If pushed to sum up Heart Of The Dragon in one sentence, then I guess I would say something like "Well, it's very American isn't it?" Let me explain myself. Who but the Americans would stick together a simplistic adventuring game (sort of like Obitus several steps down the evolutionary ladder) and a one-or-two player martial arts beat-'em-up, then evnvelope the whole thing in technical excellence and some ridiculous bragging ('featuring Anatomation for anatomically true animation effects' etc)?
There's a lot of pseudo-technical guff ('my game's got faster frame animation than your game!') on the back of the box, and it really is a load of old cobblers.
Actually that's probably being a bit too harsh. Although the adventure sequences are quite naff (despite the 4096 colours apparently used!), the music has a cinematic quality, and visually the fight sequences are fairly appealing.
No, it's in the actual attention to playability that Dragon (like many martial arts games before it) falls down. Okay, so there are 192 colours this time, pleasing backdrops, and splendid animation of two completely different characters (Tommy Lee fights, while Master Chi levitates and fires 'psionic' bolts at the bad guys), but what's really missing is any feel to the thing. It just is a case of wiggling the joystick a bit to execute a few moves, in the vague hope that they will somehow combine into the correct way to execute your opponent.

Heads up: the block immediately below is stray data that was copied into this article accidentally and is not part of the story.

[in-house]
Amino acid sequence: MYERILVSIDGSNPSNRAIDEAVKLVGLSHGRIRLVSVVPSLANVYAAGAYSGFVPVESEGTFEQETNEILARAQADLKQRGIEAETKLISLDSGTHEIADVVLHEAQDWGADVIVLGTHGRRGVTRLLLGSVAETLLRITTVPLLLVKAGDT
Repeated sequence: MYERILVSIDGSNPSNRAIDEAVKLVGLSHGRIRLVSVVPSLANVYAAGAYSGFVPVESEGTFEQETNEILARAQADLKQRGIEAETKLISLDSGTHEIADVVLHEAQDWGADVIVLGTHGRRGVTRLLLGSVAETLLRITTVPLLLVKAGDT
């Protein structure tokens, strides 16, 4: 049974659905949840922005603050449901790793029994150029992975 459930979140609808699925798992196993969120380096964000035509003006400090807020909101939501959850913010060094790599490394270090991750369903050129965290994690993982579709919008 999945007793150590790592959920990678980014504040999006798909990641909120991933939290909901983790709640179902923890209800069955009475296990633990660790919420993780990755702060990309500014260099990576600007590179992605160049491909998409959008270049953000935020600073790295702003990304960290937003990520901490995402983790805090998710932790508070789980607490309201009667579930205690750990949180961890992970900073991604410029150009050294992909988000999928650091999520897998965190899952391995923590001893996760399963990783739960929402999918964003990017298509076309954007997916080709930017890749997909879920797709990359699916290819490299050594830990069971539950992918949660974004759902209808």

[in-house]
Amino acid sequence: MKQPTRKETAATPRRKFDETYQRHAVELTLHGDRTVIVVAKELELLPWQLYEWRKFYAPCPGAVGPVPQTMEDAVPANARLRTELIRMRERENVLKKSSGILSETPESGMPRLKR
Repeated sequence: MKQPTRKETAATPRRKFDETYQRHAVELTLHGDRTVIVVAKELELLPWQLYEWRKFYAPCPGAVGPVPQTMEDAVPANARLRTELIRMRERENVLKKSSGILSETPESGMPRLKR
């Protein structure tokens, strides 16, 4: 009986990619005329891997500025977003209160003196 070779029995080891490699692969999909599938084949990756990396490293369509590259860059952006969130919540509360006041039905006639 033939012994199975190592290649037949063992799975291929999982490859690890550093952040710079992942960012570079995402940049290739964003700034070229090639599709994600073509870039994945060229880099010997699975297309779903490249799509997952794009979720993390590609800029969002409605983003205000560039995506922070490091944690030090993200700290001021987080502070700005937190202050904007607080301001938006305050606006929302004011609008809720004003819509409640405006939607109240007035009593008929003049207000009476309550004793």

The main selling point of the game seems to be that you'll be knocked over by the graphics, and when that quite conspicuously fails to be the case it really doesn't leave much left for it to stand on. Certainly the fights with the various different baddies are nothing to write home about (though Rock Men's hilariously obscene 'weapons' have to be worth a few extra points!) and once you've discovered just how minimal the fantasy aspect is you'll soon be ready to go pack up and go home.
A good laugh for ten minutes maybe (get your friends round to check out those Rock Men!), but there's no way anybody should actually go out of their way to play this (and certainly no way they should blow this amount of money on the blooming thing). Sorry Avatar, come back when you can add technical effects to a game, rather than vice versa.